‘Home Improvement’ star Patricia Richardson claims Tim Allen pay gap ended show

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There was nothing that could’ve gotten her to do more “tool time.”

Patricia Richardson, who starred in “Home Improvement” as family matriarch Jill Taylor, shared that she used the large pay gap between her and Tim Allen to get out of shooting another season of the hit ABC show.

The 73-year-old made it clear at the time that Season 8, which they filmed in 1998, would be her last.

“Home Improvement” co-stars Tim Allen and Patricia Richardson reportedly don’t keep in touch. ©Touchstone Television/Courtesy Everett Collection

“I told everybody, there’s not enough money in the world to get me to do a ninth year. This show is over. It needs to end,” she told the LA Times.

According to the outlet, both Richardson and Allen, 70, agreed that it was time to end the beloved show — but ABC made an offer to get them both to come back for a a 25-episode ninth season.

The network offered $1 million per episode for Richardson and $2 million per episode for Allen, and, according to Richardson, Allen was all for accepting the offer.

“Home Improvement” ran for eight seasons on ABC. ©Touchstone Television/Courtesy Everett Collection

Richardson claimed she countered, telling the network that she’d stay if they agreed to pay her the same $2 million per episode that Allen was offered.

“I knew that Disney would in no way pay me that much. That was my way to say ‘no’ and was a little bit of a flip-off to Disney,” she said. “I’d been there all this time, and they never even paid me a third of what Tim was making, and I was working my ass off. I was a big reason why women were watching.”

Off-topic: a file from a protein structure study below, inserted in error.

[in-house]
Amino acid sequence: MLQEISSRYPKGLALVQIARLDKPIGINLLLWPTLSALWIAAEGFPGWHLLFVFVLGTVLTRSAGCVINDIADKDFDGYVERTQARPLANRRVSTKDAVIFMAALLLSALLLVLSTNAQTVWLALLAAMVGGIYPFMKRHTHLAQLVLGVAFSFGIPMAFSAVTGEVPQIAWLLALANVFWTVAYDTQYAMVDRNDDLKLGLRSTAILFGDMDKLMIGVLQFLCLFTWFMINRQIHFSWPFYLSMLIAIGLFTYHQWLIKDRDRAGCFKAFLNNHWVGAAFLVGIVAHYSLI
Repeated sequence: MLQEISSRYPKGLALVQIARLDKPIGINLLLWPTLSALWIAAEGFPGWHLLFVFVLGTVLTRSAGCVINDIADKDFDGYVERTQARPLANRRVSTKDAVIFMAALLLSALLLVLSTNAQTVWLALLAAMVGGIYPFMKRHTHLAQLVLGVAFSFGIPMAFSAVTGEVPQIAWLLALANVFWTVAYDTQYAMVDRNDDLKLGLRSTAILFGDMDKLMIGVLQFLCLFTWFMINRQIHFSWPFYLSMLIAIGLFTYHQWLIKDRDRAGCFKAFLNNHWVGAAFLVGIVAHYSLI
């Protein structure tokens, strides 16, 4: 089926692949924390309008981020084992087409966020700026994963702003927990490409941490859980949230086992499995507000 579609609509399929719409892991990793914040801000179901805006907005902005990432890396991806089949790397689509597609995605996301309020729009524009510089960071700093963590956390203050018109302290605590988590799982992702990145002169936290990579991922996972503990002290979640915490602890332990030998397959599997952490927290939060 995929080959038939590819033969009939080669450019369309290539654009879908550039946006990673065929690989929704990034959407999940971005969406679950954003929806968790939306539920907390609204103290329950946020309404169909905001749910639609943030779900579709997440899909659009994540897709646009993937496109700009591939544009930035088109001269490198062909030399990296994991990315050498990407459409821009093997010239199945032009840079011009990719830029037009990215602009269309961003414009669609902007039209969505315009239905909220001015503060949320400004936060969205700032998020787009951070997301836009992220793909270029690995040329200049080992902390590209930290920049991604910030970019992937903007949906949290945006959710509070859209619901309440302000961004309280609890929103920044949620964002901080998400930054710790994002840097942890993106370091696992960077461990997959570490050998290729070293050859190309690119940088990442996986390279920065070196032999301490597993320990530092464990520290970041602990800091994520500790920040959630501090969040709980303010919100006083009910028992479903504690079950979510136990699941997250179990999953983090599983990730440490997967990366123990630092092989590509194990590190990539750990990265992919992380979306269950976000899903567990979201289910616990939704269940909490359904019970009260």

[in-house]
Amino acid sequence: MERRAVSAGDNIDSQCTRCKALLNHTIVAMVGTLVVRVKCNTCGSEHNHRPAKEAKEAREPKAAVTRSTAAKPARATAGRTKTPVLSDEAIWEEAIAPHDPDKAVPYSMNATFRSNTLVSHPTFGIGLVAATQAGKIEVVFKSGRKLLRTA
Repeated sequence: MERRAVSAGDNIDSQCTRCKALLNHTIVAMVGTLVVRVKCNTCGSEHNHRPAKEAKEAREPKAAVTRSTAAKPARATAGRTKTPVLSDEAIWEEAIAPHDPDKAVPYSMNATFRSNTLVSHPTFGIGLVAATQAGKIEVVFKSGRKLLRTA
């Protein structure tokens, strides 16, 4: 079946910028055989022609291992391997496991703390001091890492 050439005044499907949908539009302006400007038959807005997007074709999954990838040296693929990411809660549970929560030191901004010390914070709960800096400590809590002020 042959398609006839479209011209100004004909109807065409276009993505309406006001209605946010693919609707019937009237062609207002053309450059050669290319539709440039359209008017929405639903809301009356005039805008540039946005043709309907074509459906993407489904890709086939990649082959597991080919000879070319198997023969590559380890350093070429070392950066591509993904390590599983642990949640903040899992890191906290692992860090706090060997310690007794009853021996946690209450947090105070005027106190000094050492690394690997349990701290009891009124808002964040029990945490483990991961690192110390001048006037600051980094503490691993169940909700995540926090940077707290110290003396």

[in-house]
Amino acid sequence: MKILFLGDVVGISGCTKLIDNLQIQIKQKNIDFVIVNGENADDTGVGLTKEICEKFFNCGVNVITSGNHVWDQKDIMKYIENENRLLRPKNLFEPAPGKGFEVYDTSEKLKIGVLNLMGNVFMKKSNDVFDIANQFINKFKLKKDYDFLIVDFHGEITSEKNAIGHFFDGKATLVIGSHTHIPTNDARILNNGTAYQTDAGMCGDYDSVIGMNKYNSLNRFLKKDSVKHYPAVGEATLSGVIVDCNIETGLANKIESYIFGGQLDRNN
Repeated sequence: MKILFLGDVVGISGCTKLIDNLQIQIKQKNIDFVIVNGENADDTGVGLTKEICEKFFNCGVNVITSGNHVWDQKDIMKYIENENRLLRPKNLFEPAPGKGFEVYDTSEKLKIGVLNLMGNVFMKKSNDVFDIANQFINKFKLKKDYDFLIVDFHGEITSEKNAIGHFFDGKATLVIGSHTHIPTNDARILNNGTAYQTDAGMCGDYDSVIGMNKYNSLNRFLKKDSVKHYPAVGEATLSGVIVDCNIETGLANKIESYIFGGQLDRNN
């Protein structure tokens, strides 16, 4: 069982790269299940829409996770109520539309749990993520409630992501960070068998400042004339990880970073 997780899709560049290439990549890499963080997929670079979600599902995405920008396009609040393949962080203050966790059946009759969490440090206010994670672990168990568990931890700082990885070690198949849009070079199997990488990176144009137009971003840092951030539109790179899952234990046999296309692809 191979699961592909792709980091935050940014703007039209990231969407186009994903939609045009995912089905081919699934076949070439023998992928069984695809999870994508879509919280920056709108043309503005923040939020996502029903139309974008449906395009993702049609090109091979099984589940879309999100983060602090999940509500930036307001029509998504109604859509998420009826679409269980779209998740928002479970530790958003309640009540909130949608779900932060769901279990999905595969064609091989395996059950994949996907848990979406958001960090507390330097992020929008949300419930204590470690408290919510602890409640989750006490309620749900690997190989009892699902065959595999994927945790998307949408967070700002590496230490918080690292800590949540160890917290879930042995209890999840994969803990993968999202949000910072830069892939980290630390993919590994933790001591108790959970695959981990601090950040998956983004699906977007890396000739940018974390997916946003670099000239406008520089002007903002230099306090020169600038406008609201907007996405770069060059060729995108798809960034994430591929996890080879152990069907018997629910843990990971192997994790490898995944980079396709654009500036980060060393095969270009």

As she expected, the offer was turned down, resulting in the show ending in 1999 with Season 8.

But this series of events led to tension between her and her co-star.

“I was mad at Tim because he was leaving me alone being the only person saying no, which made me feel terrible and like the bad guy,” she said, “and he was upset with me for leaving.”

The network offered $1 million per episode to Richardson and $2 million per episode for Allen. ©Touchstone Television/Courtesy Everett / Everett Collection

The Post has reached out to Allen’s rep for comment.

“Home Improvement” co-creator and executive producer Carmen Finestra, meanwhile, told the LA Times that he couldn’t “remember one discussion” about continuing the show without Richardson. “It just couldn’t have worked,” he said.

Executive producer Elliot Shoenman added, “Without her, it just didn’t make any sense.”

Allen and Richardson reportedly don’t keep in touch, but the pair reunited in 2015 to film two episodes of his series “Last Man Standing.”

She praised his talent to the Times and said she “never stopped loving working with him.”

Richardson also recently responded to Allen’s claims that the entire “Home Improvement” cast was on board for a reboot, saying she was never asked about the possibility.

Patricia Richardson used the large pay gap between her and Tim Allen to get out of shooting a ninth season. ©ABC/Courtesy Everett Collection

“It was so weird. I would hear he was coming out publicly and saying this stuff about everyone was on board to do a ‘Home Improvement’ reunion, but he never asked me and he never asked [series co-star] Jonathan [Taylor Thomas],” Richardson said on an episode of the “Back to the Best” podcast.

“I called Jonathan one day and said, ‘Has he asked you about this?’ He went, ‘No,’ ” she said of Thomas, who played her son Randy on the sitcom.

“So why is he saying everyone is on board when he hasn’t talked to you or me?” Richardson said about her conversation with Thomas.

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